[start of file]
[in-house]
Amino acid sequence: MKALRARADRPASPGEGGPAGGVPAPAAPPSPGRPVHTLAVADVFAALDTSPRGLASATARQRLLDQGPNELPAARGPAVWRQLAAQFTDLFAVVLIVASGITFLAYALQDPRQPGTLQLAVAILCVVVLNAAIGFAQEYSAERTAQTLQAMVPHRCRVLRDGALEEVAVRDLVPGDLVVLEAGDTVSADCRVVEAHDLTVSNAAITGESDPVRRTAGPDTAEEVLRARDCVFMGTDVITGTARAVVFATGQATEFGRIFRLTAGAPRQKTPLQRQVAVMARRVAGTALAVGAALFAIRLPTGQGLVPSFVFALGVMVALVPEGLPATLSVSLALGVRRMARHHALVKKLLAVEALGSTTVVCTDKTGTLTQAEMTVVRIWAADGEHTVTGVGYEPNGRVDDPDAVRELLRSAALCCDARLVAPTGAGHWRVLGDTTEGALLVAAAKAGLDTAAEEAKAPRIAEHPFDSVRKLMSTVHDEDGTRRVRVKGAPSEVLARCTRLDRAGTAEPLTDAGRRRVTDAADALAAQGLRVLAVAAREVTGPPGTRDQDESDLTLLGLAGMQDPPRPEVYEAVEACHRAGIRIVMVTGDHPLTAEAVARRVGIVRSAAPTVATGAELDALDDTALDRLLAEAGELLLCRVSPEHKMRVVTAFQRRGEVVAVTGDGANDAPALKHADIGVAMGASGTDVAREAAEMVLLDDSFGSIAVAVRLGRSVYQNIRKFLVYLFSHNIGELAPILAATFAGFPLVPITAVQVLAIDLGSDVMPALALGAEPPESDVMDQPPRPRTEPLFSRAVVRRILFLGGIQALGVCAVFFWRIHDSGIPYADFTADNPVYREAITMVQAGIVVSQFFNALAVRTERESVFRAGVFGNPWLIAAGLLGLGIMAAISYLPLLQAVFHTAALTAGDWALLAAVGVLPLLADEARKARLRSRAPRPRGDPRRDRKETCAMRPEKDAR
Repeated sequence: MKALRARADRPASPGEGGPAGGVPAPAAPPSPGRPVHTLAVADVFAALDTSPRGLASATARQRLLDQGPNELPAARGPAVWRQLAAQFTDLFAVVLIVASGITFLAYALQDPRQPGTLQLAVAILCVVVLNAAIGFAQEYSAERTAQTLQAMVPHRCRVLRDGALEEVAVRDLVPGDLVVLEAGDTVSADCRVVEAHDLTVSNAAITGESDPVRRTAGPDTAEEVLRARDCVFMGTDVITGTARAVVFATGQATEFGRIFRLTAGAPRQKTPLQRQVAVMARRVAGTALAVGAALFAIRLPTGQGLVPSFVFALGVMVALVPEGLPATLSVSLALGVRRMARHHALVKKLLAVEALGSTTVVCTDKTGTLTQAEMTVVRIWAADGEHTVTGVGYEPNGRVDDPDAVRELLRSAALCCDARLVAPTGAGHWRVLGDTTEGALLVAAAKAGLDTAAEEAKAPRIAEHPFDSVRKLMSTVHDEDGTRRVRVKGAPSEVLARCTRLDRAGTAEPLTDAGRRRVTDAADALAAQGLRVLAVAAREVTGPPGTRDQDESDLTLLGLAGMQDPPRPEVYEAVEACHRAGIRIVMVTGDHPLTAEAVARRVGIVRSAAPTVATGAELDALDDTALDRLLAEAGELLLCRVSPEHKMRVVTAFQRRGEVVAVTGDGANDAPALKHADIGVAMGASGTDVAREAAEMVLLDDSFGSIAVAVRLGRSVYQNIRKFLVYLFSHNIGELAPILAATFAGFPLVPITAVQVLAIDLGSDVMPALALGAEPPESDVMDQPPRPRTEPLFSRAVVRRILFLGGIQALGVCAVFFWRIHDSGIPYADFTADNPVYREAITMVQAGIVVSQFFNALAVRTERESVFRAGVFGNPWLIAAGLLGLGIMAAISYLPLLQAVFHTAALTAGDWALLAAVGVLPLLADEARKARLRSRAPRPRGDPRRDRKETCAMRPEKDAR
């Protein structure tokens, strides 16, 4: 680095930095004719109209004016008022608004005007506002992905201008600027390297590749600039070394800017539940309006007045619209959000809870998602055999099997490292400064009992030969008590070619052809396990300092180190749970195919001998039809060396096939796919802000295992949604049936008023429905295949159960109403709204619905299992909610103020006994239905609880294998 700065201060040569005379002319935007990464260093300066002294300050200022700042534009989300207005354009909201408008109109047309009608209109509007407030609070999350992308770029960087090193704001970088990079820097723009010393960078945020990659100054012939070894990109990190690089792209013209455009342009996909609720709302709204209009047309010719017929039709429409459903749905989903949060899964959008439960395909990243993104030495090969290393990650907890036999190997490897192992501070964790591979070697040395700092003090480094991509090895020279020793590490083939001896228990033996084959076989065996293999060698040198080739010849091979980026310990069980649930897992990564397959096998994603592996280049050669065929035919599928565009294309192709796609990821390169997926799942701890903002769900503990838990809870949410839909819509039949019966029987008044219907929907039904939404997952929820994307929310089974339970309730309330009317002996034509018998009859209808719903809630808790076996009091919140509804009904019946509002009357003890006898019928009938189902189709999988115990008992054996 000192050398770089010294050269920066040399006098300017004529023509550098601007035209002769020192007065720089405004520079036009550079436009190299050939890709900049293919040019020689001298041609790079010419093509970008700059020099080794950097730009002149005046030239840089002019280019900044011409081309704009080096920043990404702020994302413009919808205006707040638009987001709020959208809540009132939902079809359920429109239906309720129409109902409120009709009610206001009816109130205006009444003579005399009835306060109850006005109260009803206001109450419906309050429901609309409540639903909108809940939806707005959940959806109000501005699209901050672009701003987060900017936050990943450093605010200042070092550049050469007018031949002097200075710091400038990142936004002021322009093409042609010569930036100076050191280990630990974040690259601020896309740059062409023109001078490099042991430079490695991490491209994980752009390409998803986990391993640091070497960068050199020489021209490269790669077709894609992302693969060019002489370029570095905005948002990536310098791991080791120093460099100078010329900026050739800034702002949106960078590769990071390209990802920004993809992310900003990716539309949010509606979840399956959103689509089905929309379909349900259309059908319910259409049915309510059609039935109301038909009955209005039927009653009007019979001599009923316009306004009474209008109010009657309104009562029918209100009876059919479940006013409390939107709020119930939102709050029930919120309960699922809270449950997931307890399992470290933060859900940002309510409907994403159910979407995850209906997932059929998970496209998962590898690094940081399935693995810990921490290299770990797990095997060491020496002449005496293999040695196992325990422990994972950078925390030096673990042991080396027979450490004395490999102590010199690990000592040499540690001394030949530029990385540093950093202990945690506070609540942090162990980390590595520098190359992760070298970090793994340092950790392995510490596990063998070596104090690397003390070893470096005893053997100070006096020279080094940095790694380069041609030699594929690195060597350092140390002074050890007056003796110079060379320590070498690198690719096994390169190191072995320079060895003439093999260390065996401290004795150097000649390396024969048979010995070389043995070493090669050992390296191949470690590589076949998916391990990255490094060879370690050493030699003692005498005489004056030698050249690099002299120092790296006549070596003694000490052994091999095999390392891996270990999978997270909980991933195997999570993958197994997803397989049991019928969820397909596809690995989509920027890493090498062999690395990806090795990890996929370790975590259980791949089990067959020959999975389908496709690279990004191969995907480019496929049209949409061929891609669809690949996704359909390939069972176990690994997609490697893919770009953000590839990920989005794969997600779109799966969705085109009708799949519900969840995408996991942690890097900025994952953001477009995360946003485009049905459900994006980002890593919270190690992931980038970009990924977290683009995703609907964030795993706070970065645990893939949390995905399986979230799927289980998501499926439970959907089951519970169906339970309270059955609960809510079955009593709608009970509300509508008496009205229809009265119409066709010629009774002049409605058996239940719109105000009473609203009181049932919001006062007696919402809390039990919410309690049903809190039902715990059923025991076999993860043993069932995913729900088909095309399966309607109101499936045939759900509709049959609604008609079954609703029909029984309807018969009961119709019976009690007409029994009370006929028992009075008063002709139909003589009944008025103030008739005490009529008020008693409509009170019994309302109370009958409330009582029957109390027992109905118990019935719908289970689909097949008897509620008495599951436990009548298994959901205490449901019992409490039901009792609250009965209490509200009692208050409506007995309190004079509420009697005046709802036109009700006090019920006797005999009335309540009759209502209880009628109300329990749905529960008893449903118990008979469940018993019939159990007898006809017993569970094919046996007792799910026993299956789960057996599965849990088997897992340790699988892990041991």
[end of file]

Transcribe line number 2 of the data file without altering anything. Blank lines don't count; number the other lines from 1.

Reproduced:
Amino acid sequence: MKALRARADRPASPGEGGPAGGVPAPAAPPSPGRPVHTLAVADVFAALDTSPRGLASATARQRLLDQGPNELPAARGPAVWRQLAAQFTDLFAVVLIVASGITFLAYALQDPRQPGTLQLAVAILCVVVLNAAIGFAQEYSAERTAQTLQAMVPHRCRVLRDGALEEVAVRDLVPGDLVVLEAGDTVSADCRVVEAHDLTVSNAAITGESDPVRRTAGPDTAEEVLRARDCVFMGTDVITGTARAVVFATGQATEFGRIFRLTAGAPRQKTPLQRQVAVMARRVAGTALAVGAALFAIRLPTGQGLVPSFVFALGVMVALVPEGLPATLSVSLALGVRRMARHHALVKKLLAVEALGSTTVVCTDKTGTLTQAEMTVVRIWAADGEHTVTGVGYEPNGRVDDPDAVRELLRSAALCCDARLVAPTGAGHWRVLGDTTEGALLVAAAKAGLDTAAEEAKAPRIAEHPFDSVRKLMSTVHDEDGTRRVRVKGAPSEVLARCTRLDRAGTAEPLTDAGRRRVTDAADALAAQGLRVLAVAAREVTGPPGTRDQDESDLTLLGLAGMQDPPRPEVYEAVEACHRAGIRIVMVTGDHPLTAEAVARRVGIVRSAAPTVATGAELDALDDTALDRLLAEAGELLLCRVSPEHKMRVVTAFQRRGEVVAVTGDGANDAPALKHADIGVAMGASGTDVAREAAEMVLLDDSFGSIAVAVRLGRSVYQNIRKFLVYLFSHNIGELAPILAATFAGFPLVPITAVQVLAIDLGSDVMPALALGAEPPESDVMDQPPRPRTEPLFSRAVVRRILFLGGIQALGVCAVFFWRIHDSGIPYADFTADNPVYREAITMVQAGIVVSQFFNALAVRTERESVFRAGVFGNPWLIAAGLLGLGIMAAISYLPLLQAVFHTAALTAGDWALLAAVGVLPLLADEARKARLRSRAPRPRGDPRRDRKETCAMRPEKDAR